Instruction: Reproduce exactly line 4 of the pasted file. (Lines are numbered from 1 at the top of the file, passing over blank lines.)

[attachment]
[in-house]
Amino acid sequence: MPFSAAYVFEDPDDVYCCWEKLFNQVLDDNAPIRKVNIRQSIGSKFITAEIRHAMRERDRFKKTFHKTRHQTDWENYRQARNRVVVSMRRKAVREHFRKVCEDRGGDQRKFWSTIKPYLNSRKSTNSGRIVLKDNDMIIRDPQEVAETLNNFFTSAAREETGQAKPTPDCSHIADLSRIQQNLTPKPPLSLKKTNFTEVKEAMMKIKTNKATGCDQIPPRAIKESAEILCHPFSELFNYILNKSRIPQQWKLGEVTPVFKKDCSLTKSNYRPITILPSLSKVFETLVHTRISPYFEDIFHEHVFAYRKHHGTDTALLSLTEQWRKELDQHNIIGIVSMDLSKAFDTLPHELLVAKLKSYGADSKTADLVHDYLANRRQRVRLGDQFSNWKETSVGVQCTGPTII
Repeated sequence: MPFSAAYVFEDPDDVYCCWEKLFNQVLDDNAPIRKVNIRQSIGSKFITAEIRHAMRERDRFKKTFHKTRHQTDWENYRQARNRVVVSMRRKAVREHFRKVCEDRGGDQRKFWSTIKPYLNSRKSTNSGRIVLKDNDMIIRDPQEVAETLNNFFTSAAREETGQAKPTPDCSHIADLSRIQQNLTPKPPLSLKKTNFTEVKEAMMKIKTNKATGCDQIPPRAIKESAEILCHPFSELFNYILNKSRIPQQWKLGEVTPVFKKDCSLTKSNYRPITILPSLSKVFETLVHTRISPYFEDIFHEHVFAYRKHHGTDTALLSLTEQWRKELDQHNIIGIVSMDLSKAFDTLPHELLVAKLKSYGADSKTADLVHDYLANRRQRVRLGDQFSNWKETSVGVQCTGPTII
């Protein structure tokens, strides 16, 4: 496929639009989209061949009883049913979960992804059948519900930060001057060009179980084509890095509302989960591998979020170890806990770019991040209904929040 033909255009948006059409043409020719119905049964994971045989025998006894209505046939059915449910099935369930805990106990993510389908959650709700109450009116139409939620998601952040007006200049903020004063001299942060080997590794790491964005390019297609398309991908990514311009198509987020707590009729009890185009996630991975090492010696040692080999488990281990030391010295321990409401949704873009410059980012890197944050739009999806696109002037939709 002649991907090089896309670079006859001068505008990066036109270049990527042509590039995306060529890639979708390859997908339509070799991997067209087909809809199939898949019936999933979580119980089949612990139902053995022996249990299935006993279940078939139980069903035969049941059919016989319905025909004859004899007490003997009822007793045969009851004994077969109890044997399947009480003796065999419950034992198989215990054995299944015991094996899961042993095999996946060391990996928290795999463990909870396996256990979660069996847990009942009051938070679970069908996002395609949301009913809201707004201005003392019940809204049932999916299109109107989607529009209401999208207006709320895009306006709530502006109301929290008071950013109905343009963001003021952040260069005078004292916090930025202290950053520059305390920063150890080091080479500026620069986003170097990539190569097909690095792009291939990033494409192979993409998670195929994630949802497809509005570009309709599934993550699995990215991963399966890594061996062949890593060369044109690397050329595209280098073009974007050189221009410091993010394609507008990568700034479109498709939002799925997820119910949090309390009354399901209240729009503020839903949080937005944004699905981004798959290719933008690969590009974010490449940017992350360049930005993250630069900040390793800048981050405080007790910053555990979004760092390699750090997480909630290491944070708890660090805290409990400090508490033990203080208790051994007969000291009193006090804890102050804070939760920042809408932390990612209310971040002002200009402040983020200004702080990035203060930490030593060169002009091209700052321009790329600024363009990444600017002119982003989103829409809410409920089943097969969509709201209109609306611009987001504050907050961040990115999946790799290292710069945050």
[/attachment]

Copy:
């Protein structure tokens, strides 16, 4: 496929639009989209061949009883049913979960992804059948519900930060001057060009179980084509890095509302989960591998979020170890806990770019991040209904929040 033909255009948006059409043409020719119905049964994971045989025998006894209505046939059915449910099935369930805990106990993510389908959650709700109450009116139409939620998601952040007006200049903020004063001299942060080997590794790491964005390019297609398309991908990514311009198509987020707590009729009890185009996630991975090492010696040692080999488990281990030391010295321990409401949704873009410059980012890197944050739009999806696109002037939709 002649991907090089896309670079006859001068505008990066036109270049990527042509590039995306060529890639979708390859997908339509070799991997067209087909809809199939898949019936999933979580119980089949612990139902053995022996249990299935006993279940078939139980069903035969049941059919016989319905025909004859004899007490003997009822007793045969009851004994077969109890044997399947009480003796065999419950034992198989215990054995299944015991094996899961042993095999996946060391990996928290795999463990909870396996256990979660069996847990009942009051938070679970069908996002395609949301009913809201707004201005003392019940809204049932999916299109109107989607529009209401999208207006709320895009306006709530502006109301929290008071950013109905343009963001003021952040260069005078004292916090930025202290950053520059305390920063150890080091080479500026620069986003170097990539190569097909690095792009291939990033494409192979993409998670195929994630949802497809509005570009309709599934993550699995990215991963399966890594061996062949890593060369044109690397050329595209280098073009974007050189221009410091993010394609507008990568700034479109498709939002799925997820119910949090309390009354399901209240729009503020839903949080937005944004699905981004798959290719933008690969590009974010490449940017992350360049930005993250630069900040390793800048981050405080007790910053555990979004760092390699750090997480909630290491944070708890660090805290409990400090508490033990203080208790051994007969000291009193006090804890102050804070939760920042809408932390990612209310971040002002200009402040983020200004702080990035203060930490030593060169002009091209700052321009790329600024363009990444600017002119982003989103829409809410409920089943097969969509709201209109609306611009987001504050907050961040990115999946790799290292710069945050």